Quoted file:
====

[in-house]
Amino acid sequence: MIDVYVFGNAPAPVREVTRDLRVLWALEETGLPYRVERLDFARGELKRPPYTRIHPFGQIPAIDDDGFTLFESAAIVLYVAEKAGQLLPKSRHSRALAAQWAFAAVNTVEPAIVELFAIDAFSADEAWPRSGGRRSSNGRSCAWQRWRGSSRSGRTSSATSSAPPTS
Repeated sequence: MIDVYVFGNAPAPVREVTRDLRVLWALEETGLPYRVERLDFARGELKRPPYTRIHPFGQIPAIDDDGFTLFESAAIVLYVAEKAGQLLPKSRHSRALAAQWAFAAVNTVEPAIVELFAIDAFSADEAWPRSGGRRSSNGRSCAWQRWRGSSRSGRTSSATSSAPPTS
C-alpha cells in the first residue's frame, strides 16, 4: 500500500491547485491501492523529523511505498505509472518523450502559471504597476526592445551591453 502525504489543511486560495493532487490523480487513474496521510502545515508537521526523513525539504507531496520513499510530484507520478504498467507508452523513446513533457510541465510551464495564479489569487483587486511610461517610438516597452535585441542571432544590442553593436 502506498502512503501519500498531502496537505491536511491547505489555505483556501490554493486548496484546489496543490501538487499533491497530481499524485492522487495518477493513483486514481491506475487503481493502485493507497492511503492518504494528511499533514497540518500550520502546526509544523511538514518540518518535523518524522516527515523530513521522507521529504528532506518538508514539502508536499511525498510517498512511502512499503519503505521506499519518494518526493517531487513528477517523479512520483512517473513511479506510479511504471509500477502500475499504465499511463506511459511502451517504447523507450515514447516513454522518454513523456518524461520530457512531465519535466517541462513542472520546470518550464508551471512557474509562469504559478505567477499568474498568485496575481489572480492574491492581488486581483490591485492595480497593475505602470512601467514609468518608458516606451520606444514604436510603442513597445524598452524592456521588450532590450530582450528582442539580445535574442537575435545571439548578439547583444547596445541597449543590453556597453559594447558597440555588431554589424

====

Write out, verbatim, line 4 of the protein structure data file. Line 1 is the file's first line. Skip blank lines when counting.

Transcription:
C-alpha cells in the first residue's frame, strides 16, 4: 500500500491547485491501492523529523511505498505509472518523450502559471504597476526592445551591453 502525504489543511486560495493532487490523480487513474496521510502545515508537521526523513525539504507531496520513499510530484507520478504498467507508452523513446513533457510541465510551464495564479489569487483587486511610461517610438516597452535585441542571432544590442553593436 502506498502512503501519500498531502496537505491536511491547505489555505483556501490554493486548496484546489496543490501538487499533491497530481499524485492522487495518477493513483486514481491506475487503481493502485493507497492511503492518504494528511499533514497540518500550520502546526509544523511538514518540518518535523518524522516527515523530513521522507521529504528532506518538508514539502508536499511525498510517498512511502512499503519503505521506499519518494518526493517531487513528477517523479512520483512517473513511479506510479511504471509500477502500475499504465499511463506511459511502451517504447523507450515514447516513454522518454513523456518524461520530457512531465519535466517541462513542472520546470518550464508551471512557474509562469504559478505567477499568474498568485496575481489572480492574491492581488486581483490591485492595480497593475505602470512601467514609468518608458516606451520606444514604436510603442513597445524598452524592456521588450532590450530582450528582442539580445535574442537575435545571439548578439547583444547596445541597449543590453556597453559594447558597440555588431554589424